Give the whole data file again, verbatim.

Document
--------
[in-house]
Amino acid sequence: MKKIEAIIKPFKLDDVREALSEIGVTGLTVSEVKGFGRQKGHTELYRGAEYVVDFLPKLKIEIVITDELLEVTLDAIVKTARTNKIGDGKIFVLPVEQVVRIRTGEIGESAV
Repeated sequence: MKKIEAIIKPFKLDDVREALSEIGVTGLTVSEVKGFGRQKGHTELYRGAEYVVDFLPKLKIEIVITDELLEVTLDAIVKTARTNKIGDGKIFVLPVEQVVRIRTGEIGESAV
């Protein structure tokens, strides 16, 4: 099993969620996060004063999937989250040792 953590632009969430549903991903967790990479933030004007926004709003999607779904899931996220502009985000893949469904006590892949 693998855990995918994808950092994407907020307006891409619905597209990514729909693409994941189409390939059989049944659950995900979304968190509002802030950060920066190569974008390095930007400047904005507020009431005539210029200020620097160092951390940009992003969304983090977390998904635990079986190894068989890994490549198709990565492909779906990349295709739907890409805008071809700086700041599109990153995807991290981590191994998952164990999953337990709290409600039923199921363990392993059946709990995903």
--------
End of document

[in-house]
Amino acid sequence: MKKIEAIIKPFKLDDVREALSEIGVTGLTVSEVKGFGRQKGHTELYRGAEYVVDFLPKLKIEIVITDELLEVTLDAIVKTARTNKIGDGKIFVLPVEQVVRIRTGEIGESAV
Repeated sequence: MKKIEAIIKPFKLDDVREALSEIGVTGLTVSEVKGFGRQKGHTELYRGAEYVVDFLPKLKIEIVITDELLEVTLDAIVKTARTNKIGDGKIFVLPVEQVVRIRTGEIGESAV
């Protein structure tokens, strides 16, 4: 099993969620996060004063999937989250040792 953590632009969430549903991903967790990479933030004007926004709003999607779904899931996220502009985000893949469904006590892949 693998855990995918994808950092994407907020307006891409619905597209990514729909693409994941189409390939059989049944659950995900979304968190509002802030950060920066190569974008390095930007400047904005507020009431005539210029200020620097160092951390940009992003969304983090977390998904635990079986190894068989890994490549198709990565492909779906990349295709739907890409805008071809700086700041599109990153995807991290981590191994998952164990999953337990709290409600039923199921363990392993059946709990995903």